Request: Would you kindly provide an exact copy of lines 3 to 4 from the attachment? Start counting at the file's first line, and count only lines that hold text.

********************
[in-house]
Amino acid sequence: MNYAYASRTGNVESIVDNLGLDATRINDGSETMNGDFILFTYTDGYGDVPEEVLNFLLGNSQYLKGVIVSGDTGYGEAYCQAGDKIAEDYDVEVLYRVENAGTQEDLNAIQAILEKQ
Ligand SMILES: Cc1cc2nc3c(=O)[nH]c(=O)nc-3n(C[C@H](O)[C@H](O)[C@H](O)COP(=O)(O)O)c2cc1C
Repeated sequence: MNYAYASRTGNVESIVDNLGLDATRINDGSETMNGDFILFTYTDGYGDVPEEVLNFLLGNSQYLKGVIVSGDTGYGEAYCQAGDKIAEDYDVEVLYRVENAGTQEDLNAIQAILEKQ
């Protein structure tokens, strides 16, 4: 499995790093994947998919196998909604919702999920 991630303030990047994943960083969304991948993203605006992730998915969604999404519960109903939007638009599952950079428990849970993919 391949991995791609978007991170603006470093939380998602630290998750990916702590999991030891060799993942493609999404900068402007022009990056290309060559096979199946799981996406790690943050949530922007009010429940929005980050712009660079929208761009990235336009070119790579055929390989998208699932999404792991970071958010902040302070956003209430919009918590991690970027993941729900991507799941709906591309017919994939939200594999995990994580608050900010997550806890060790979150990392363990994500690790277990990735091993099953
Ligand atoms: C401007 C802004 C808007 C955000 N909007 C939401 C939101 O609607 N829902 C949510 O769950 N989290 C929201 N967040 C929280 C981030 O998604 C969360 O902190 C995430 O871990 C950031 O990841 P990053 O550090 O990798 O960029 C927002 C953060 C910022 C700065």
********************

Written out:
Ligand SMILES: Cc1cc2nc3c(=O)[nH]c(=O)nc-3n(C[C@H](O)[C@H](O)[C@H](O)COP(=O)(O)O)c2cc1C
Repeated sequence: MNYAYASRTGNVESIVDNLGLDATRINDGSETMNGDFILFTYTDGYGDVPEEVLNFLLGNSQYLKGVIVSGDTGYGEAYCQAGDKIAEDYDVEVLYRVENAGTQEDLNAIQAILEKQ